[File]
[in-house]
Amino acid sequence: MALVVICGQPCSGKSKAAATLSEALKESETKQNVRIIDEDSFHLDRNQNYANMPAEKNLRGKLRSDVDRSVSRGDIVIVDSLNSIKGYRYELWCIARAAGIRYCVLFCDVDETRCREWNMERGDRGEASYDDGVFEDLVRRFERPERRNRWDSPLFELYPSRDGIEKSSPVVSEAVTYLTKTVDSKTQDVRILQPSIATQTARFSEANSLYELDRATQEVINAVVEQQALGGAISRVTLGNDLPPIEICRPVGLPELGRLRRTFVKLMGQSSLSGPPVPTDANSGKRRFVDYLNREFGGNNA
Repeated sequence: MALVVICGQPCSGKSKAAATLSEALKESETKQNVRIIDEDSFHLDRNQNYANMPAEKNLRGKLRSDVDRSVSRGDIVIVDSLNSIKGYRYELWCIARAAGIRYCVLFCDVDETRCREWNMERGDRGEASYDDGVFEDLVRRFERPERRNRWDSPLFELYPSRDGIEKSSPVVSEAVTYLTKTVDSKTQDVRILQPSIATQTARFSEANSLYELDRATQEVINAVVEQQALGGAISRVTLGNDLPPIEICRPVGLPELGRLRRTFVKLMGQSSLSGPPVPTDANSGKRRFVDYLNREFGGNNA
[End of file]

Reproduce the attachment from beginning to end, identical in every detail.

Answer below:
[in-house]
Amino acid sequence: MALVVICGQPCSGKSKAAATLSEALKESETKQNVRIIDEDSFHLDRNQNYANMPAEKNLRGKLRSDVDRSVSRGDIVIVDSLNSIKGYRYELWCIARAAGIRYCVLFCDVDETRCREWNMERGDRGEASYDDGVFEDLVRRFERPERRNRWDSPLFELYPSRDGIEKSSPVVSEAVTYLTKTVDSKTQDVRILQPSIATQTARFSEANSLYELDRATQEVINAVVEQQALGGAISRVTLGNDLPPIEICRPVGLPELGRLRRTFVKLMGQSSLSGPPVPTDANSGKRRFVDYLNREFGGNNA
Repeated sequence: MALVVICGQPCSGKSKAAATLSEALKESETKQNVRIIDEDSFHLDRNQNYANMPAEKNLRGKLRSDVDRSVSRGDIVIVDSLNSIKGYRYELWCIARAAGIRYCVLFCDVDETRCREWNMERGDRGEASYDDGVFEDLVRRFERPERRNRWDSPLFELYPSRDGIEKSSPVVSEAVTYLTKTVDSKTQDVRILQPSIATQTARFSEANSLYELDRATQEVINAVVEQQALGGAISRVTLGNDLPPIEICRPVGLPELGRLRRTFVKLMGQSSLSGPPVPTDANSGKRRFVDYLNREFGGNNA